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The After-graduation series: Hiking around Antigua, Guatemala

When I think about hiking around Antigua, Guatemala, a few things come to mind: theft, mudslides, lava, farmers with machetes, police escorts, and ultimately, safety. This (besides the lava) is what has prevented me from hiking around the beautiful, agricultural patchwork mountainsides of Antigua for far too long. This weekend, Emily-Kate, our good friend Julia, and I had had enough of the fifteen consecutive days of rain and also of doing the same well-charted hike up a paved road for the umpteenth time.

We called a friend who has lived in the area for the past eight or so years, and asked for hiking recommendations around our house. We’re not sure if we reached the trails that he was speaking of, but decided it wasn’t the point. We were out of our safe, gated house and in the wild, wild mountainsides of Antigua. Of course, I say this in jest. We walked alongside a very fast-moving highway for about half an hour, crossed the road into a community called San Lorenzo, and then walked up paved roads until we reached a trail head that looked like it might take us up the mountain. Why did we need someone to recommend a trail, when all we needed was the impetus to get out and explore without being paralyzed by fear for our safety?

Another obstacle to hiking is that there really are no nicely labeled trail heads around the area like in the United States. That’s because farmers, who have crops all the way up the mountainsides, unofficially serve as the National Park Service and have already made them—it’d be pretty silly if they had signs leading to their crops. On the trail we decided to take up the mountainside, we came across about twenty different farmers along with their harvests, mules, and dogs. When we asked for their permission to hike up the trails, along with our two dogs, they said of course, smiled, and walked along. Absolutely nothing to be worried about. This doesn’t mean we didn’t take some precautions—we didn’t hike with much money (only Q30 or $3.75 USD for snacks and/or bribes), cameras (why I don’t have photos of this), or really anything of value except our two dogs.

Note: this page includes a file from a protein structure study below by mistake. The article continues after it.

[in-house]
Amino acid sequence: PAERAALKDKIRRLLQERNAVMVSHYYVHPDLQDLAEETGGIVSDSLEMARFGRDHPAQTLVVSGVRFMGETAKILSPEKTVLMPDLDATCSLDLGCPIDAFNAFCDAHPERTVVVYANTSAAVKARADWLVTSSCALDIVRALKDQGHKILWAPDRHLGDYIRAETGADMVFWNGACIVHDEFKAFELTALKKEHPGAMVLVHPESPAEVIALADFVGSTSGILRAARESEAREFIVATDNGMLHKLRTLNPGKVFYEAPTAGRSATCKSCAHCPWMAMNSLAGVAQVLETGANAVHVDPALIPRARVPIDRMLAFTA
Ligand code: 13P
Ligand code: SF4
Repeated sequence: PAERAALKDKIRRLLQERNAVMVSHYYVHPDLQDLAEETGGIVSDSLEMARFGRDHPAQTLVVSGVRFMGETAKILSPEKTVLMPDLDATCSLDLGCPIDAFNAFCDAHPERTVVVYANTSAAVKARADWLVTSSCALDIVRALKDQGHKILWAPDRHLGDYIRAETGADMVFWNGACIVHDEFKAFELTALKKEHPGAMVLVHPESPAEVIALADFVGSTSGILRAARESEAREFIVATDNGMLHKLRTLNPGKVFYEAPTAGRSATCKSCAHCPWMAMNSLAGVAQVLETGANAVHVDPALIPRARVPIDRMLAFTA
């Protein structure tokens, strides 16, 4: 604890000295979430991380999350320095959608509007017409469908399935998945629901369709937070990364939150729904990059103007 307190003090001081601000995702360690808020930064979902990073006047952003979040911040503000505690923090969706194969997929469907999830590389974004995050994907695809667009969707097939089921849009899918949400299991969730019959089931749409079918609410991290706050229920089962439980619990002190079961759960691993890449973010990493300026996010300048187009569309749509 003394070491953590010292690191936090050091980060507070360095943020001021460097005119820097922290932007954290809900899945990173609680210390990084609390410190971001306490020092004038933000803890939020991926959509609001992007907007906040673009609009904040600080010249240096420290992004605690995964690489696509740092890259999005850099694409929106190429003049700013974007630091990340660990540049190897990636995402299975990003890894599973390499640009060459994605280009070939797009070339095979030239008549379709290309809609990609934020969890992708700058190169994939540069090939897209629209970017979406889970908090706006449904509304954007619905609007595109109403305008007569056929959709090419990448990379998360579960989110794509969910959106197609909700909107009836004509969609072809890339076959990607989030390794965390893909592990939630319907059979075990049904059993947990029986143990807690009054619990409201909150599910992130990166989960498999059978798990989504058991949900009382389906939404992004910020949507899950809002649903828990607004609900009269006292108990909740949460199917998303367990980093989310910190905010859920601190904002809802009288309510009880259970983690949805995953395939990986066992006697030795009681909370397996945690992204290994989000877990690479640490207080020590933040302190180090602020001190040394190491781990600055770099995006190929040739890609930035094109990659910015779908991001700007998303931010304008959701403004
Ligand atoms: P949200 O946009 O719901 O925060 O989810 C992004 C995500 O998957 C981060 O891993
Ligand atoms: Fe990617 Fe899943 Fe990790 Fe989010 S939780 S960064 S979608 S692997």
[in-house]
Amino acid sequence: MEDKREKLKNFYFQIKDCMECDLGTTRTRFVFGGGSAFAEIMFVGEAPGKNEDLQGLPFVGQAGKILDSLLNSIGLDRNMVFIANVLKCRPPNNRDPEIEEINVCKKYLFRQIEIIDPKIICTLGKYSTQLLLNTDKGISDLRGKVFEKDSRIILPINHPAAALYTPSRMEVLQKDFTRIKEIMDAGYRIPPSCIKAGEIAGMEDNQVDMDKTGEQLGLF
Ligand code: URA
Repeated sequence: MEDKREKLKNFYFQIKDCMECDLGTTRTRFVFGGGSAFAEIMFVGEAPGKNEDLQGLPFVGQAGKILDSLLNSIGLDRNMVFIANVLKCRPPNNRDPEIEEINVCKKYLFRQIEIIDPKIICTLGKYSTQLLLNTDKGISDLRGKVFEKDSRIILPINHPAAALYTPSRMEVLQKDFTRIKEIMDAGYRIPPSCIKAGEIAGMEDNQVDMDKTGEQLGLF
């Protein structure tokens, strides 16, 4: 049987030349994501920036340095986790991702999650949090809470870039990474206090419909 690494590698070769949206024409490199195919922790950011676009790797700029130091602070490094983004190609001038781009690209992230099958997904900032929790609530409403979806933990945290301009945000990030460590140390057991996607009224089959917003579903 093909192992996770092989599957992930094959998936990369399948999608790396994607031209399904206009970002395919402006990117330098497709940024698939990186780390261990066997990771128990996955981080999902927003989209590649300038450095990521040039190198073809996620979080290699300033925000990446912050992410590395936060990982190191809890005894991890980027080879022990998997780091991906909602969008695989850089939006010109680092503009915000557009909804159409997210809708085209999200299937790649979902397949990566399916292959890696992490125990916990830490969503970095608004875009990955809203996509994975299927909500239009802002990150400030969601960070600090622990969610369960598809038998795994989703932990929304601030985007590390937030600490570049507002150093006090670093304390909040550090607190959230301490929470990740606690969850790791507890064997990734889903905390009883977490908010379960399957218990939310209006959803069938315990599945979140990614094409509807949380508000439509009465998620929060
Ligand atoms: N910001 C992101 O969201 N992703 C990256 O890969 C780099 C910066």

When we reached a plateau after nearly an hour of hiking on a steady gradient upwards, there were still more trails to go. To the northeast, there was a beautiful strip of cypress trees; in all other directions were various crops (mostly coffee, bananas, beans, avocados, and other shade trees). Although it was a bit cloudy, the view was incredible. I’m looking forward to our next weekend hiking adventure around Antigua, and still pondering how farmers reach their crops on a regular basis if they are an hour plus journey up a mountain.

Laura Stephenson is a recent environmental science graduate from the University of North Carolina-Chapel Hill, focusing in environmental and community health. She is currently studying Spanish in Antigua, Guatemala. Laura writes the “After” Life of an Environmental Studies Student series, telling stories of the activities and endeavors of environmental science and studies students after graduation.

Posted on: January 5, 2012, 6:00 am Category: The "After" Life of an Environmental Studies Student Tagged with: ,

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